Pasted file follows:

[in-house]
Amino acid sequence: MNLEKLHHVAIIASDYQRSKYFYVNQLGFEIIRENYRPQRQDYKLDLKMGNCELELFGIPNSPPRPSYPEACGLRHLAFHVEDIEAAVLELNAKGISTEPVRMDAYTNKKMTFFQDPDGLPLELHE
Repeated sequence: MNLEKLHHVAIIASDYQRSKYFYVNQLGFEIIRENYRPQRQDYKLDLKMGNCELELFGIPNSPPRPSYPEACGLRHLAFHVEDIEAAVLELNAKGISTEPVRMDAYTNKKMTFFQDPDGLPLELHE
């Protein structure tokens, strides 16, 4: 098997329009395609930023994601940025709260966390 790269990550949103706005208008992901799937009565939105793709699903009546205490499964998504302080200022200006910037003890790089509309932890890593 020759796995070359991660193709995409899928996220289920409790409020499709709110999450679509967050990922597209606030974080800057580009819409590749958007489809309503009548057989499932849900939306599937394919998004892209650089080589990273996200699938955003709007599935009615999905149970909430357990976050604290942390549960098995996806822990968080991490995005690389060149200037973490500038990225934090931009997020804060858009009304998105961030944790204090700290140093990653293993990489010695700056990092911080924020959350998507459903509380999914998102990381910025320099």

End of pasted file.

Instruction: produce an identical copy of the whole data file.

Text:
[in-house]
Amino acid sequence: MNLEKLHHVAIIASDYQRSKYFYVNQLGFEIIRENYRPQRQDYKLDLKMGNCELELFGIPNSPPRPSYPEACGLRHLAFHVEDIEAAVLELNAKGISTEPVRMDAYTNKKMTFFQDPDGLPLELHE
Repeated sequence: MNLEKLHHVAIIASDYQRSKYFYVNQLGFEIIRENYRPQRQDYKLDLKMGNCELELFGIPNSPPRPSYPEACGLRHLAFHVEDIEAAVLELNAKGISTEPVRMDAYTNKKMTFFQDPDGLPLELHE
């Protein structure tokens, strides 16, 4: 098997329009395609930023994601940025709260966390 790269990550949103706005208008992901799937009565939105793709699903009546205490499964998504302080200022200006910037003890790089509309932890890593 020759796995070359991660193709995409899928996220289920409790409020499709709110999450679509967050990922597209606030974080800057580009819409590749958007489809309503009548057989499932849900939306599937394919998004892209650089080589990273996200699938955003709007599935009615999905149970909430357990976050604290942390549960098995996806822990968080991490995005690389060149200037973490500038990225934090931009997020804060858009009304998105961030944790204090700290140093990653293993990489010695700056990092911080924020959350998507459903509380999914998102990381910025320099």